The Berlin Declaration goes on to lay out five clear action points that are being taken so that governments around the world will observe parental rights in regards to education. Noting that "credible and scientific research indicate[s] that home education is an effective means of educating children to become literate and productive citizens and members of civil society and that there is no evidence at all of harm to children or an increased risk of harm on the basis of home education," it sets out to:

  1. "Condemn the policies of those nations that prohibit the practice of home education and permit the persecution of home educating families through excessive or coercive fines, threats to parental custody and application of criminal sanctions,"
  2. "Urge all members of the international community to take concrete steps to affirm in their law, policy, and civil and criminal procedures that parents have a natural and fundamental right to direct the education and upbringing of their children which includes the right to choose the type of education their child shall receive including home education,"
  3. "Encourage states to consider the growing body of research about home education and take steps to review laws, policies and procedures to make it possible for all parents to participate in this activity,"
  4. "Urge the assistance of human rights bodies, governments, NGOs, elected and appointed government officials and individual citizens to seek greater respect for the fundamental right of parents to choose the kind of education their children receive including home education,"
  5. "Request the global home education community take active steps to communicate this resolution to their governments and to take all steps necessary to recognize the right of families to home education as a non-derogable and fundamental human right regardless of the motivation or methodology of those who chose it,"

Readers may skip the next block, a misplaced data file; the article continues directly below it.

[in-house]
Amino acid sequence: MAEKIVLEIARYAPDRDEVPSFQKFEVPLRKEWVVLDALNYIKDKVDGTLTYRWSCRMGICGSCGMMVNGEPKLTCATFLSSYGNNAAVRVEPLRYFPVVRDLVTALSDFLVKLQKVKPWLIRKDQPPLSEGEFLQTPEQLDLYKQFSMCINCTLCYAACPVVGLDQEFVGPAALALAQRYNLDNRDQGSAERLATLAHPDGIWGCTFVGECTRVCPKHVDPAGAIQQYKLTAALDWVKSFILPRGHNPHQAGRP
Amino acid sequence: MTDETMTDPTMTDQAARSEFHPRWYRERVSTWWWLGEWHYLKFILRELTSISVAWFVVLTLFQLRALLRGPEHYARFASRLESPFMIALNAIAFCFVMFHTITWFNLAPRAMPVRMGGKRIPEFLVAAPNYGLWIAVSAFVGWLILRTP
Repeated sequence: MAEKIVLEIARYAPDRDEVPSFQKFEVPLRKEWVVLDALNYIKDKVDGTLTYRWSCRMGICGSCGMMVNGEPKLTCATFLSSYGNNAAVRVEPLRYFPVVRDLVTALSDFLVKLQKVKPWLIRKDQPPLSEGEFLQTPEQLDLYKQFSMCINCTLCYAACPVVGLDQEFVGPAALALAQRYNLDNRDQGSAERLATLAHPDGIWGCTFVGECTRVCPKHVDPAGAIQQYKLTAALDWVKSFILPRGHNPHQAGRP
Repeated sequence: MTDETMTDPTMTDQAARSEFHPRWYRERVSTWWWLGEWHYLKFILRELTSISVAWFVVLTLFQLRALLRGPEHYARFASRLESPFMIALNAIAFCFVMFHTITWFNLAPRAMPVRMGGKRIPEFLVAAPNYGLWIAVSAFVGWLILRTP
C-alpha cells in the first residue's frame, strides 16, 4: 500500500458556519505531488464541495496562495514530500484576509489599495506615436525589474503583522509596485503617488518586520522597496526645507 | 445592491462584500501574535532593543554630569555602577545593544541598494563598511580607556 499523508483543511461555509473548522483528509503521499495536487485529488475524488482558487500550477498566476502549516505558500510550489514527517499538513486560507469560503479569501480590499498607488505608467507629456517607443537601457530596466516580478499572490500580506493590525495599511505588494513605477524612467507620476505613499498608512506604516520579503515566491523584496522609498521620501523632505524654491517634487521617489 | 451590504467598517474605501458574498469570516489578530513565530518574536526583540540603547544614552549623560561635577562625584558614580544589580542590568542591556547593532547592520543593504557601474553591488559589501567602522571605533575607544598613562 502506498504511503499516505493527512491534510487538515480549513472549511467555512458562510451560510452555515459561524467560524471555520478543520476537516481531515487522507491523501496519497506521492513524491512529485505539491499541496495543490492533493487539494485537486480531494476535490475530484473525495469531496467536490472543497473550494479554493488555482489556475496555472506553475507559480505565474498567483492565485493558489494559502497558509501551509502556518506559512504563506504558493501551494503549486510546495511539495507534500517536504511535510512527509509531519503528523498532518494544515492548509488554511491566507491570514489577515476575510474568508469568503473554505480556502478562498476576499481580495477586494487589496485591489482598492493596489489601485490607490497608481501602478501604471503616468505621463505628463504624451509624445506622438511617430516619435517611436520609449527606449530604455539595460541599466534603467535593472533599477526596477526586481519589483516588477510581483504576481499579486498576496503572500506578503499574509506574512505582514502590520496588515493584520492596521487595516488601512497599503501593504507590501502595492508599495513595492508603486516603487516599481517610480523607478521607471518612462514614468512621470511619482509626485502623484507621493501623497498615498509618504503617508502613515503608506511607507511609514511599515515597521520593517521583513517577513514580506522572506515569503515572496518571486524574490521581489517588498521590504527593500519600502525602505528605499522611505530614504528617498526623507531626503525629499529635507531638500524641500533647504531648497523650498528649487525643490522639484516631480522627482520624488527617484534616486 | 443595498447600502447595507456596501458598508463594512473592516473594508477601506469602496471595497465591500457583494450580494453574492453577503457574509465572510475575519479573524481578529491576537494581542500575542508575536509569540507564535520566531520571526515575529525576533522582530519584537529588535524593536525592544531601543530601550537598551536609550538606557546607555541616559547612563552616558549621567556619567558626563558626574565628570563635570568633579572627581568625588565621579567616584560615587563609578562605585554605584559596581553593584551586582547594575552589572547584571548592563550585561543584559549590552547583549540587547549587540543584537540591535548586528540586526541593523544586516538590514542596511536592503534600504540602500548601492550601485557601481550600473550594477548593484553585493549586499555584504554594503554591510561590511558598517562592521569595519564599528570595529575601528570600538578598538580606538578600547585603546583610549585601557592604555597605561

6. "[and] Commit to support freedom, diversity and pluralism in education through formal and informal coordination with the goal of making home education a legitimate educational option in every nation and the right of every family and child."

HSLDA founder and chairman Michael P. Farris, Esq. contends that this declaration is absolutely essential to upholding the rights that parents have taken for granted for millennia past. He asserts that nations not recognizing global legislation protecting such parental rights concerning education are guilty of great offenses against the family unit.

"Denying parents the right to choose education in conformity with their religious and philosophical convictions, including home education, is an act of a rogue state and bears the same level of shame in international law as the practice of indiscriminate killing, torture, and slavery," Farris contends. "States that deny parents the right to control the education of their children are condemned by international human rights law for an invasion of the highest level of protection - the denial of a non-derogable right."